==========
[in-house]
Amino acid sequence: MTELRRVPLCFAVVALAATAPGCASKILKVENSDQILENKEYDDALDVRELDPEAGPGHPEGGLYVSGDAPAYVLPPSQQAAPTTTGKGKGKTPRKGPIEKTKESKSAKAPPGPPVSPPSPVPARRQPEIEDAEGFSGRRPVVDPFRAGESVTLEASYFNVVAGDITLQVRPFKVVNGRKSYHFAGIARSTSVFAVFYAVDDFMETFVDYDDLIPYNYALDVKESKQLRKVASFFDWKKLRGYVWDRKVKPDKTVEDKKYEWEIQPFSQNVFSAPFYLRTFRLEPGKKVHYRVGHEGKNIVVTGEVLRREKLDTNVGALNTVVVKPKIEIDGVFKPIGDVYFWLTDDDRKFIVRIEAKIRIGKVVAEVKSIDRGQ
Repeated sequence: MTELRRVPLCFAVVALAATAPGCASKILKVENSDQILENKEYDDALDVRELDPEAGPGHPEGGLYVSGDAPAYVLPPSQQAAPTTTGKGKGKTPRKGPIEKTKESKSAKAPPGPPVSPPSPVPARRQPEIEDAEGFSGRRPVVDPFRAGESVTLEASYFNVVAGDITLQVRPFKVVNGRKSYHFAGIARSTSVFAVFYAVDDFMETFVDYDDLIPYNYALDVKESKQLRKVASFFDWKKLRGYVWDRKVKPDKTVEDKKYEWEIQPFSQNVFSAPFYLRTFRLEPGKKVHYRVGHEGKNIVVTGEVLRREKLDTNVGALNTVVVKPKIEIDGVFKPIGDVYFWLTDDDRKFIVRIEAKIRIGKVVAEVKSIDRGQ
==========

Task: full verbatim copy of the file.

[in-house]
Amino acid sequence: MTELRRVPLCFAVVALAATAPGCASKILKVENSDQILENKEYDDALDVRELDPEAGPGHPEGGLYVSGDAPAYVLPPSQQAAPTTTGKGKGKTPRKGPIEKTKESKSAKAPPGPPVSPPSPVPARRQPEIEDAEGFSGRRPVVDPFRAGESVTLEASYFNVVAGDITLQVRPFKVVNGRKSYHFAGIARSTSVFAVFYAVDDFMETFVDYDDLIPYNYALDVKESKQLRKVASFFDWKKLRGYVWDRKVKPDKTVEDKKYEWEIQPFSQNVFSAPFYLRTFRLEPGKKVHYRVGHEGKNIVVTGEVLRREKLDTNVGALNTVVVKPKIEIDGVFKPIGDVYFWLTDDDRKFIVRIEAKIRIGKVVAEVKSIDRGQ
Repeated sequence: MTELRRVPLCFAVVALAATAPGCASKILKVENSDQILENKEYDDALDVRELDPEAGPGHPEGGLYVSGDAPAYVLPPSQQAAPTTTGKGKGKTPRKGPIEKTKESKSAKAPPGPPVSPPSPVPARRQPEIEDAEGFSGRRPVVDPFRAGESVTLEASYFNVVAGDITLQVRPFKVVNGRKSYHFAGIARSTSVFAVFYAVDDFMETFVDYDDLIPYNYALDVKESKQLRKVASFFDWKKLRGYVWDRKVKPDKTVEDKKYEWEIQPFSQNVFSAPFYLRTFRLEPGKKVHYRVGHEGKNIVVTGEVLRREKLDTNVGALNTVVVKPKIEIDGVFKPIGDVYFWLTDDDRKFIVRIEAKIRIGKVVAEVKSIDRGQ